At the Nov. 12 competition event, one idea will get $10,000 and the other four will receive $500. The panel of judges will select the best idea based on viability, community impact, creativity, intergenerational appeal. The audience vote counts as well.

The event is from 6:30 – 8:30 p.m. and is free, with food and drink available for purchase. An RSVP is required.

View Post
Big Car lands two major grants

Big Car lands two major grants

Two Indianapolis-based foundations recently announced major gifts to Big Car Collaborative for our Garfield Park Creative Community initiative. Our artist-led non-profit will use the funds to renovate and occupy two formerly vacant buildings in Garfield Park as community art spaces to leverage cultural and economic revitalization of the near southside neighborhood.

A $250,000 contribution from the Allen Whitehill Clowes Charitable Foundation will be used for renovation and furnishing of The Tube Factory artspace (above after 2015 Lilly Day of Service) at 1125 Cruft St., and Listen Hear, at 2620 S. Shelby St. A two-year $125,000 grant from the Nina Mason Pullman Charitable Trust will be used for staffing and programming when the two spaces open in early 2016.

Tube Factory is Big Car’s new permanent long-term home base featuring community gathering space, contemporary art exhibition area, and a cooperative workshop. Listen Hear is a venue for sound art and community radio, with a mini-laundromat and retail offerings. The Garfield Park Creative Community will also include affordable artist housing and art projects throughout the neighborhood in its next phase.

“We’re thrilled about these two major gifts and the impact this will have on our community,” executive director Jim Walker said. “The Tube Factory will be an anchor for a neighborhood full of art experiences. And it will give us a home base for placemaking and socially engaged projects around the city and beyond.”

The Allen Whitehill Clowes and Pulliam Trust grants add to the almost $800,000 already raised toward the $1.5 million goal. Supporters include a Community Development Block Grant from the U.S. Department of Housing and Urban Development via the City of Indianapolis Department of Metropolitan Development ($466,000), the Efroymson Family Fund ($150,000), Lilly Endowment, Inc. ($50,000); Christel DeHaan Family Foundation ($35,000); Indianapolis LISC ($20,000), Howard Schrott and Diana Mutz, Ursula David, The Madeira Fund, The Nicholas H. Noyes Jr. Memorial Foundation ($10,000 each), and the Arthur Jordan Foundation ($2,500), as well as a major in-kind contribution from Blackline, the lead architect firm on the Tube Factory project. Riley Area Development Corporation is a key partner in the Garfield Park project as well.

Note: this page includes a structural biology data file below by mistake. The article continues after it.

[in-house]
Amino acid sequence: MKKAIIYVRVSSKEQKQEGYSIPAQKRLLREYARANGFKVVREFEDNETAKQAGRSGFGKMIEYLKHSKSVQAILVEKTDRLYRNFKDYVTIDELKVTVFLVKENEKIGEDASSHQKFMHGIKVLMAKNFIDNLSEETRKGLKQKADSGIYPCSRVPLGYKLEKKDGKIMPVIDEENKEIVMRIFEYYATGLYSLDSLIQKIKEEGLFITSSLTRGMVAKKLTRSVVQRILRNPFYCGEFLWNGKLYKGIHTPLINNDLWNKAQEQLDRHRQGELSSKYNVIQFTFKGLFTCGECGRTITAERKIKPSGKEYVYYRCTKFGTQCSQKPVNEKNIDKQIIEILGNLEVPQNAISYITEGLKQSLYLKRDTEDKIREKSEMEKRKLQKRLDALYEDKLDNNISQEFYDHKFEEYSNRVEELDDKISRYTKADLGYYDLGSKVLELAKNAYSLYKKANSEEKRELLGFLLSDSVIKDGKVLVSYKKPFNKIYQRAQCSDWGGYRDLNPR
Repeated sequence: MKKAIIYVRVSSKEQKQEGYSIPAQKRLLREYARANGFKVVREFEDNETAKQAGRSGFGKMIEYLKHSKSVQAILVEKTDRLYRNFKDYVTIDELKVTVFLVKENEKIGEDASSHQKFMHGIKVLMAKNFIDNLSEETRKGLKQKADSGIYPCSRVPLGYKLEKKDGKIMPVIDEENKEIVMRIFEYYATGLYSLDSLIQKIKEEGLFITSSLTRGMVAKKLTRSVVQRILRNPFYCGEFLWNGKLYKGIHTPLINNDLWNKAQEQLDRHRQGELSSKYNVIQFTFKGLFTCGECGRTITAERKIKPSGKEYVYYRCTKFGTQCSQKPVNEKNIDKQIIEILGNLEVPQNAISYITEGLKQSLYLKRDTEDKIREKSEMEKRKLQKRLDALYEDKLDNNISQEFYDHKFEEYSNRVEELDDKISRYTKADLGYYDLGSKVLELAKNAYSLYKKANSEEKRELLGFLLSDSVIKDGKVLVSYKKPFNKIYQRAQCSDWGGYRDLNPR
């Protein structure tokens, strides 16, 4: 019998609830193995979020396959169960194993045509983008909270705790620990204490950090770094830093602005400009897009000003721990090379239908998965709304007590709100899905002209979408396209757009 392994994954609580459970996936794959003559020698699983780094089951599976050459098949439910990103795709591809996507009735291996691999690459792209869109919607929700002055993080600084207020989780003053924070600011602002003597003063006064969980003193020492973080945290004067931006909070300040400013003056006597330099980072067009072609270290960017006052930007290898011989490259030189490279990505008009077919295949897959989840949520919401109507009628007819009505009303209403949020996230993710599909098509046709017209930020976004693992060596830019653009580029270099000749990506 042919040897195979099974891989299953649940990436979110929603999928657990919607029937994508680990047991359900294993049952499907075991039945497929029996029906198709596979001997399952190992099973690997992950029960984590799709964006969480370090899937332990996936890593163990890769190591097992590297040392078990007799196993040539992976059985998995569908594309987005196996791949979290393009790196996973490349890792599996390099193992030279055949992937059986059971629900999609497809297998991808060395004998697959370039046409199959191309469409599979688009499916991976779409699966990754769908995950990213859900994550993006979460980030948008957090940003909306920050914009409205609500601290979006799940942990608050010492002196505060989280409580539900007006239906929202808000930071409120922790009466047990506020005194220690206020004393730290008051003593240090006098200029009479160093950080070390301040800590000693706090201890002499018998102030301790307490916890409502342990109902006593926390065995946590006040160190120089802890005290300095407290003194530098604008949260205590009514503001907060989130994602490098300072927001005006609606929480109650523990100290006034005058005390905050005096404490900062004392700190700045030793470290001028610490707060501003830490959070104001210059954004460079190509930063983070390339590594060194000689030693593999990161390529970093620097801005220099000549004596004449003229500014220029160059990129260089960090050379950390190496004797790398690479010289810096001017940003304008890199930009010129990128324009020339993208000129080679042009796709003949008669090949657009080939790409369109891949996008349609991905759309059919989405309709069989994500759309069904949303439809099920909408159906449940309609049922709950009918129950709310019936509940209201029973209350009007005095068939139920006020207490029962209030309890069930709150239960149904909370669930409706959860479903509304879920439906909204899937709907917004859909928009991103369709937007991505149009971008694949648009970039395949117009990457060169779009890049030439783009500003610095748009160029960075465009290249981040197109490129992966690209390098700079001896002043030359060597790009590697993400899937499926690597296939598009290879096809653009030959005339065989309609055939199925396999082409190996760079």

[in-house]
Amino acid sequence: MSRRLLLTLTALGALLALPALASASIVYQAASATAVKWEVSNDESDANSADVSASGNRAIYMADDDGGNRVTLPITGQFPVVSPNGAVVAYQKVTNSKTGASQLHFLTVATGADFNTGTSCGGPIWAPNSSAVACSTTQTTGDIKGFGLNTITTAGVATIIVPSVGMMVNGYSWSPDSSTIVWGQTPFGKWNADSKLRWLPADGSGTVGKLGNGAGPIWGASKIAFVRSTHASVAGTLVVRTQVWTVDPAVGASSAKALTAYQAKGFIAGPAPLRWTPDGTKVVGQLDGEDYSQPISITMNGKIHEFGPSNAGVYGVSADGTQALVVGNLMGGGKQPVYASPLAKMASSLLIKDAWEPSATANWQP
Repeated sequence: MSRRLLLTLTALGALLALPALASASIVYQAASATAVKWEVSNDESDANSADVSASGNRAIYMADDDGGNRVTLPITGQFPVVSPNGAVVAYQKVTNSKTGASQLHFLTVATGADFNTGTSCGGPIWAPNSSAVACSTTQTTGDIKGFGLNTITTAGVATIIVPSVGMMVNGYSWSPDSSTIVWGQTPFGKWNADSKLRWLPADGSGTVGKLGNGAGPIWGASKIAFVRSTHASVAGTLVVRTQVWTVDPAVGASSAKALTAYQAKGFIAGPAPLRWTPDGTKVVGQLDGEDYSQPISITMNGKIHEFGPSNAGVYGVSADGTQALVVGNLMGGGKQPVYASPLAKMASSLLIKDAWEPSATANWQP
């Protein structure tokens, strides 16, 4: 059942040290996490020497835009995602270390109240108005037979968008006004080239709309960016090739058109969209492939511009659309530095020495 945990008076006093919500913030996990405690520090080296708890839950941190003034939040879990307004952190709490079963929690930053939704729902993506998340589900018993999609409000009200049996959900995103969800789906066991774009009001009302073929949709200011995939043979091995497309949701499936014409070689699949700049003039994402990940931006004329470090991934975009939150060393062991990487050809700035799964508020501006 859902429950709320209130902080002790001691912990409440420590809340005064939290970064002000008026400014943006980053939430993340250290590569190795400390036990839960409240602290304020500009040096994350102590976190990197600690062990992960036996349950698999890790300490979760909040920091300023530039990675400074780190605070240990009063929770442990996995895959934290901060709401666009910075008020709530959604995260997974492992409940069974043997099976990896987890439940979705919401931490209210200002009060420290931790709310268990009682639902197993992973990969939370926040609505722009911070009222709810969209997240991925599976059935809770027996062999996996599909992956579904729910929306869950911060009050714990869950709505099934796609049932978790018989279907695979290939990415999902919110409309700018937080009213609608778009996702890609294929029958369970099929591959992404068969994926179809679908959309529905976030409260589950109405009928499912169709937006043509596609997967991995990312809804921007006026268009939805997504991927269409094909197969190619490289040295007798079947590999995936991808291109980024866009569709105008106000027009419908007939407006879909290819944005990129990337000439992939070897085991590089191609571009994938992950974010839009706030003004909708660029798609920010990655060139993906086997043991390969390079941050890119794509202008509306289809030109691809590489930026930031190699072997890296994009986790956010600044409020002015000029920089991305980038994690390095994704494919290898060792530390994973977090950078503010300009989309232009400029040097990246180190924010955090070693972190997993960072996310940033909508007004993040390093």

Additionally, the Indianapolis Neighborhood Housing Partnership (INHP) invested $75,000 in Big Car and Riley Area Development’s housing initiative to refurbish vacant and neglected properties on Cruft Street as affordable live and work homes for artists who work with the public.

With Big Car owning its buildings, the Shelby Street corridor in the Garfield Park neighborhood is the permanent home and area of focus for the organization. Big Car works as an artist team embedded in Indianapolis neighborhoods to activate public space, engage artists and residents, and help transform the built environment as part a project called Garfield Park Creative Community. The goal is to make art and creativity integral to the culture of the neighborhood.